Soil microbial biomass – Definition & Detailed Explanation – Soil & Fertilizers Glossary

I. What is Soil Microbial Biomass?

Soil microbial biomass refers to the total amount of living microorganisms present in the soil. These microorganisms include bacteria, fungi, protozoa, and other microbes that play a crucial role in the soil ecosystem. Soil microbial biomass is essential for nutrient cycling, decomposition of organic matter, and maintaining soil structure. These microorganisms are responsible for breaking down organic matter into nutrients that are available for plants to absorb, making them vital for plant growth and overall soil health.

II. Why is Soil Microbial Biomass Important?

Soil microbial biomass is important for several reasons. Firstly, these microorganisms play a key role in nutrient cycling within the soil. They break down organic matter, releasing nutrients such as nitrogen, phosphorus, and potassium that are essential for plant growth. Without soil microbial biomass, these nutrients would remain locked up in organic matter and unavailable to plants.

Additionally, soil microbial biomass helps to maintain soil structure by producing substances that bind soil particles together. This improves soil aggregation, water infiltration, and aeration, all of which are important for plant root growth and overall soil health.

Furthermore, soil microbial biomass also plays a crucial role in suppressing plant diseases and pests. Some microorganisms produce antibiotics and other compounds that inhibit the growth of harmful pathogens, protecting plants from disease.

III. How is Soil Microbial Biomass Measured?

There are several methods used to measure soil microbial biomass. One common method is the chloroform fumigation-extraction technique, which involves fumigating a soil sample with chloroform to kill the microorganisms, extracting the microbial biomass with a solvent, and then measuring the amount of carbon or nitrogen released.

Another method is the substrate-induced respiration technique, which involves adding a substrate such as glucose to a soil sample and measuring the amount of carbon dioxide released as the microorganisms break down the substrate.

DNA-based techniques such as polymerase chain reaction (PCR) and next-generation sequencing are also used to quantify soil microbial biomass by analyzing the genetic material of the microorganisms present in the soil.

IV. Factors Affecting Soil Microbial Biomass

Several factors can affect soil microbial biomass. Soil moisture is a critical factor, as microorganisms require water to survive and thrive. Soil pH also plays a role, as most microorganisms prefer a neutral to slightly acidic pH range.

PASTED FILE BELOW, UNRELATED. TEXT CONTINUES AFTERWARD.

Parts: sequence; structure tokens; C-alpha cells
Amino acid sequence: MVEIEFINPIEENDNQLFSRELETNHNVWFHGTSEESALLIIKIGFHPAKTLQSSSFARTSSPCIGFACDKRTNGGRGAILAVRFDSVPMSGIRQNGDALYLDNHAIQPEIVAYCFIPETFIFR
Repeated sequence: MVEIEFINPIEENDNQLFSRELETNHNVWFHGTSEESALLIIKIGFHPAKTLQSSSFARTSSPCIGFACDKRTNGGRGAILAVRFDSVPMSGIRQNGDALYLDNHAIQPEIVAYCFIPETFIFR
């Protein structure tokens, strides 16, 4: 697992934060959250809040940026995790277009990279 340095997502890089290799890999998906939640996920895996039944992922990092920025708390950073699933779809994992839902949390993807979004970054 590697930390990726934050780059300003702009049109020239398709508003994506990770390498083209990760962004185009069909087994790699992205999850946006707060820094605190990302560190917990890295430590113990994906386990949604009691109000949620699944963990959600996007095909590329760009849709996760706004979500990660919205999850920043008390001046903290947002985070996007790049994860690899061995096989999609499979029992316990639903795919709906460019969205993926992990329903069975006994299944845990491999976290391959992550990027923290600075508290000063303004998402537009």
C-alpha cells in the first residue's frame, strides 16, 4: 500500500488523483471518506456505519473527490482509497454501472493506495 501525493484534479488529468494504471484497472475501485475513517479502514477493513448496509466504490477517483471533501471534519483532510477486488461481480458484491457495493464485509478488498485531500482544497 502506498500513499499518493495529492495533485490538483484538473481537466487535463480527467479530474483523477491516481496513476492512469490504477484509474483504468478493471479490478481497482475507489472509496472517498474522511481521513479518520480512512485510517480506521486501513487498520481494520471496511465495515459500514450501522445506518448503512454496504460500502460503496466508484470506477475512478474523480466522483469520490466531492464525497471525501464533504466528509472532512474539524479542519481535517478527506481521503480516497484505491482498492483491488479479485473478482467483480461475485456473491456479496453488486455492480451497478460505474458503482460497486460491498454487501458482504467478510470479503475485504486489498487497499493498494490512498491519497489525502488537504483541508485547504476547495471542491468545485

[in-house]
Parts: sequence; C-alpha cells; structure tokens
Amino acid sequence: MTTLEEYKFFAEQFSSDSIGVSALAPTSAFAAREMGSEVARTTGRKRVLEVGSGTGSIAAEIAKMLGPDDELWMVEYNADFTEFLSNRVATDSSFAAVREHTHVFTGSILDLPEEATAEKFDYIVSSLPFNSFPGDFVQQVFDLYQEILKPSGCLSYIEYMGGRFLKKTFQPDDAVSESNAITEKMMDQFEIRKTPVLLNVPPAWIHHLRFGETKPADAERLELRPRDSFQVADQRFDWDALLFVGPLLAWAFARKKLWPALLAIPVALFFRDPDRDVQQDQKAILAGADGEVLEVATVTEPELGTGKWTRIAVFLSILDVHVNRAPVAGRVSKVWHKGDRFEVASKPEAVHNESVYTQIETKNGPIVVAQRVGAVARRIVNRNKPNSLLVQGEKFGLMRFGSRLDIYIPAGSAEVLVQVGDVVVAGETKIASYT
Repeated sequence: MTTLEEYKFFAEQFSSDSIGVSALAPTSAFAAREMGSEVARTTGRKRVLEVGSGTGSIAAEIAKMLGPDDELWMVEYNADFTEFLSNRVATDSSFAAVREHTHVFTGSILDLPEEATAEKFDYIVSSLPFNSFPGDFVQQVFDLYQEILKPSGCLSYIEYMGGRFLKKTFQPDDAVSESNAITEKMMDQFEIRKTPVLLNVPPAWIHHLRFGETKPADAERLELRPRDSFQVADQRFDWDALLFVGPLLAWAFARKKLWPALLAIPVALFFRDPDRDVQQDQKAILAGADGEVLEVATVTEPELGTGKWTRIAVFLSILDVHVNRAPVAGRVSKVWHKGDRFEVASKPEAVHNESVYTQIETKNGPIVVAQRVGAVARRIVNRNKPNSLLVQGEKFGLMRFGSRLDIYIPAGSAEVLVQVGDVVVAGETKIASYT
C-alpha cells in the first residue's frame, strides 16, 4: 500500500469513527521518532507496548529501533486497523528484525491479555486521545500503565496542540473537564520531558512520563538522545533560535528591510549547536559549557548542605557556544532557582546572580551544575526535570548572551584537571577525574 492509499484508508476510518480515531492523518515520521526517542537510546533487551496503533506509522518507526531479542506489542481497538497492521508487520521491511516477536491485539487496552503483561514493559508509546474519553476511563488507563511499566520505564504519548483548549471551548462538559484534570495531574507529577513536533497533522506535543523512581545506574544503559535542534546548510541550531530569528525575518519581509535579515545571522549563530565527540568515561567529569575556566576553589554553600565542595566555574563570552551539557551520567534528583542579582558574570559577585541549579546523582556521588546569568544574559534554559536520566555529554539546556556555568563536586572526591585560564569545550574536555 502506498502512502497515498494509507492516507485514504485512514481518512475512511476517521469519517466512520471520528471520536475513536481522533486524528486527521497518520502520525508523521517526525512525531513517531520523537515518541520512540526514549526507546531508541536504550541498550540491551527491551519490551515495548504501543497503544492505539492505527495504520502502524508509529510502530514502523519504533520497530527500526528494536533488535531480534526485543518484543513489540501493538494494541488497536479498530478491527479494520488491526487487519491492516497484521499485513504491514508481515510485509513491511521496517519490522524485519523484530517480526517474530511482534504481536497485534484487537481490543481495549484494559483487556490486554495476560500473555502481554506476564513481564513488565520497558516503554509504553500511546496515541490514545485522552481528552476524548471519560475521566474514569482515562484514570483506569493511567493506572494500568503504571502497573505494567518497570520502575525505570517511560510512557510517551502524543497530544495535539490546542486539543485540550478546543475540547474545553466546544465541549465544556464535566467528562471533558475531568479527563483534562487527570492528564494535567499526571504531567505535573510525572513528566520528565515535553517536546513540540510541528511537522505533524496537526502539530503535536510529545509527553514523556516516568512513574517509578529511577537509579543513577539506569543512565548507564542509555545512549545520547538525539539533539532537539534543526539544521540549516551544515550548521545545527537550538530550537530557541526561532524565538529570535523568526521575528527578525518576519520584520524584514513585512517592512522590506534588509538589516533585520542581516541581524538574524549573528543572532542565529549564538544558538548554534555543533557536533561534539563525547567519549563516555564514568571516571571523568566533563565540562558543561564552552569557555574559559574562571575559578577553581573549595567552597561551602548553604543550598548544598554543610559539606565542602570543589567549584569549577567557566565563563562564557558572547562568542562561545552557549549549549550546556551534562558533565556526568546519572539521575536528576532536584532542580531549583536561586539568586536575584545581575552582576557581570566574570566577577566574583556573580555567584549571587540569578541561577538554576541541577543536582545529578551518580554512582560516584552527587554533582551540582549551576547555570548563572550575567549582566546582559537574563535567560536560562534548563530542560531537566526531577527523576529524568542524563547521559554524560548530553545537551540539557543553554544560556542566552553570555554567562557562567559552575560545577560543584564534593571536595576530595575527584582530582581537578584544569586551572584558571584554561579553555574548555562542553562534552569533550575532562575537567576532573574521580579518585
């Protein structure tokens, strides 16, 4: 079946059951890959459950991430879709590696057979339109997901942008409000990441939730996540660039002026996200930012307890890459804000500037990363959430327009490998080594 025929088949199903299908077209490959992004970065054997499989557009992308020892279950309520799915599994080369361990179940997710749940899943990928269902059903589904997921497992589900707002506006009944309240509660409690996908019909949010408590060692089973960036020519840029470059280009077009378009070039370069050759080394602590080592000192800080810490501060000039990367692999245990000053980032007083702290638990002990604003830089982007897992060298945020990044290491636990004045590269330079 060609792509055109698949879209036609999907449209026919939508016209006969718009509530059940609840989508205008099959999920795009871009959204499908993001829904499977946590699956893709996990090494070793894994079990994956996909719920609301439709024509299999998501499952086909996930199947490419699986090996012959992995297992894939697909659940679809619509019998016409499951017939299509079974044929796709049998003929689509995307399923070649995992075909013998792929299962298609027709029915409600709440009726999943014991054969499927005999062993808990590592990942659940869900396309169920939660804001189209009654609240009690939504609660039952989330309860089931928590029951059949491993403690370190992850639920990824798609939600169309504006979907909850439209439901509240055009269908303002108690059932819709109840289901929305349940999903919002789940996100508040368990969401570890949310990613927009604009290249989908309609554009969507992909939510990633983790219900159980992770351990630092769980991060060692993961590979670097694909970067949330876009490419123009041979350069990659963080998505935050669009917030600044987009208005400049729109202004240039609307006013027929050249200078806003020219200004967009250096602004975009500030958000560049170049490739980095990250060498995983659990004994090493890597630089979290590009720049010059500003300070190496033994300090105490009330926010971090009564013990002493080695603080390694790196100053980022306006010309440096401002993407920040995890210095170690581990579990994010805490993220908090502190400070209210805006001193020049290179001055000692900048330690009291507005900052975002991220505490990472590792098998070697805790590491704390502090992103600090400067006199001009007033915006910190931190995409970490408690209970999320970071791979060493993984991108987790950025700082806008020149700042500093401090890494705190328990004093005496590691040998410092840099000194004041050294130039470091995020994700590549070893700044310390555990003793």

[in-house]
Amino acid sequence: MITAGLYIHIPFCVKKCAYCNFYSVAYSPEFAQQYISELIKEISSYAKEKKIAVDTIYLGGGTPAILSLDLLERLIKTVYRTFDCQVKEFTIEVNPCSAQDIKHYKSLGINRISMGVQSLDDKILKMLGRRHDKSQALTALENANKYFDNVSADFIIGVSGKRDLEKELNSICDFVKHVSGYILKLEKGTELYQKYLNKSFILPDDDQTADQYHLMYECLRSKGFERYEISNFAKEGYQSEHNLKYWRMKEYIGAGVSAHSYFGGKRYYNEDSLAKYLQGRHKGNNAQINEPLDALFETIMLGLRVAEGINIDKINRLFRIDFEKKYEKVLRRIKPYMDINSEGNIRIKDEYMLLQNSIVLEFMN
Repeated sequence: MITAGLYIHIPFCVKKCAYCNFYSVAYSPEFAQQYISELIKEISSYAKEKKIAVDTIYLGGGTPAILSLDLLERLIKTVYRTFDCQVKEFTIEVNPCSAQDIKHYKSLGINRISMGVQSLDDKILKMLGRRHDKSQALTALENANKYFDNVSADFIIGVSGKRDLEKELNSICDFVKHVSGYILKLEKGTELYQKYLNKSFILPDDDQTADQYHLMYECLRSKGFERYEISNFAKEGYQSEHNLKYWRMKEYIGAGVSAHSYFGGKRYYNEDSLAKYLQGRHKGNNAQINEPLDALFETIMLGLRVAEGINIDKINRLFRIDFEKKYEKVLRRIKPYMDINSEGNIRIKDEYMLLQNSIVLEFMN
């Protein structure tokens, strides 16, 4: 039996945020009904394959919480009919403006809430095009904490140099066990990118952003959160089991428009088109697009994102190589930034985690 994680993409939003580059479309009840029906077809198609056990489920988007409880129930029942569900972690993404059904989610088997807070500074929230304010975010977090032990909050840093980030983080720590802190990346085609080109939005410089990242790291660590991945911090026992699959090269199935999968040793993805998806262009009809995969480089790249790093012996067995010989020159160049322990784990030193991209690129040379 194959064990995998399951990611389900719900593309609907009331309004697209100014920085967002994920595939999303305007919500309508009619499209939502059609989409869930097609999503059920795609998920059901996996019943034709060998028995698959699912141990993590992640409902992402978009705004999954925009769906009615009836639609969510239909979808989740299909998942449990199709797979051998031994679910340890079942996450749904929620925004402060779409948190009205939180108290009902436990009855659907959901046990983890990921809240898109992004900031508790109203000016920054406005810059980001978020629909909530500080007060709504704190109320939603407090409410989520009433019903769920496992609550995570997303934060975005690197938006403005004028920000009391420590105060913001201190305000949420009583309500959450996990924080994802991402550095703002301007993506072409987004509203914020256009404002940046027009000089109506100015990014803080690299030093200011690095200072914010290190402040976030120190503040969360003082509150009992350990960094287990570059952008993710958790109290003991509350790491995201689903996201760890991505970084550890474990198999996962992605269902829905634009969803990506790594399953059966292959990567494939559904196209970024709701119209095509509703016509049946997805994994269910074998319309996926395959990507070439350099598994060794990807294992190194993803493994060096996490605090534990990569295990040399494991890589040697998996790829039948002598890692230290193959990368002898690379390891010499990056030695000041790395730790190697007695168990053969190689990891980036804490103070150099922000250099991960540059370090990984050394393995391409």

Temperature is another important factor, as microorganisms are more active and reproduce faster in warmer temperatures. Soil texture can also influence microbial biomass, with sandy soils generally having lower microbial biomass compared to clay soils.

The type and amount of organic matter present in the soil can also affect microbial biomass, as microorganisms require organic matter as a food source. Additionally, land management practices such as tillage, fertilization, and pesticide use can impact soil microbial biomass.

V. Role of Soil Microbial Biomass in Soil Health

Soil microbial biomass plays a crucial role in maintaining soil health. These microorganisms are responsible for breaking down organic matter, releasing nutrients, and improving soil structure. They also help to suppress plant diseases and pests, making them essential for plant growth and overall ecosystem functioning.

Healthy soil microbial biomass can improve soil fertility, increase crop yields, and reduce the need for chemical fertilizers and pesticides. By enhancing soil microbial biomass, farmers can improve soil health, increase crop resilience, and promote sustainable agriculture practices.

VI. Management Practices to Enhance Soil Microbial Biomass

There are several management practices that farmers can implement to enhance soil microbial biomass. One key practice is to reduce tillage, as excessive tillage can disrupt soil structure and decrease microbial biomass. No-till or reduced tillage systems can help to preserve soil microbial communities and improve soil health.

Adding organic matter to the soil through cover cropping, crop residues, and compost can also enhance soil microbial biomass. Organic matter serves as a food source for microorganisms and provides essential nutrients for plant growth.

Rotating crops and practicing crop diversification can also benefit soil microbial biomass by promoting a diverse microbial community. Different crops have different root exudates and residues, which can support a variety of microorganisms in the soil.

Reducing the use of chemical fertilizers and pesticides can also help to enhance soil microbial biomass. These chemicals can harm beneficial microorganisms in the soil and disrupt the soil ecosystem. Using organic and natural fertilizers and pest control methods can help to maintain a healthy soil microbial community.

In conclusion, soil microbial biomass is a critical component of soil health and ecosystem functioning. By understanding the importance of soil microbial biomass, measuring it accurately, and implementing management practices to enhance it, farmers can improve soil fertility, increase crop yields, and promote sustainable agriculture practices. Investing in soil microbial biomass is investing in the future of agriculture and the health of our planet.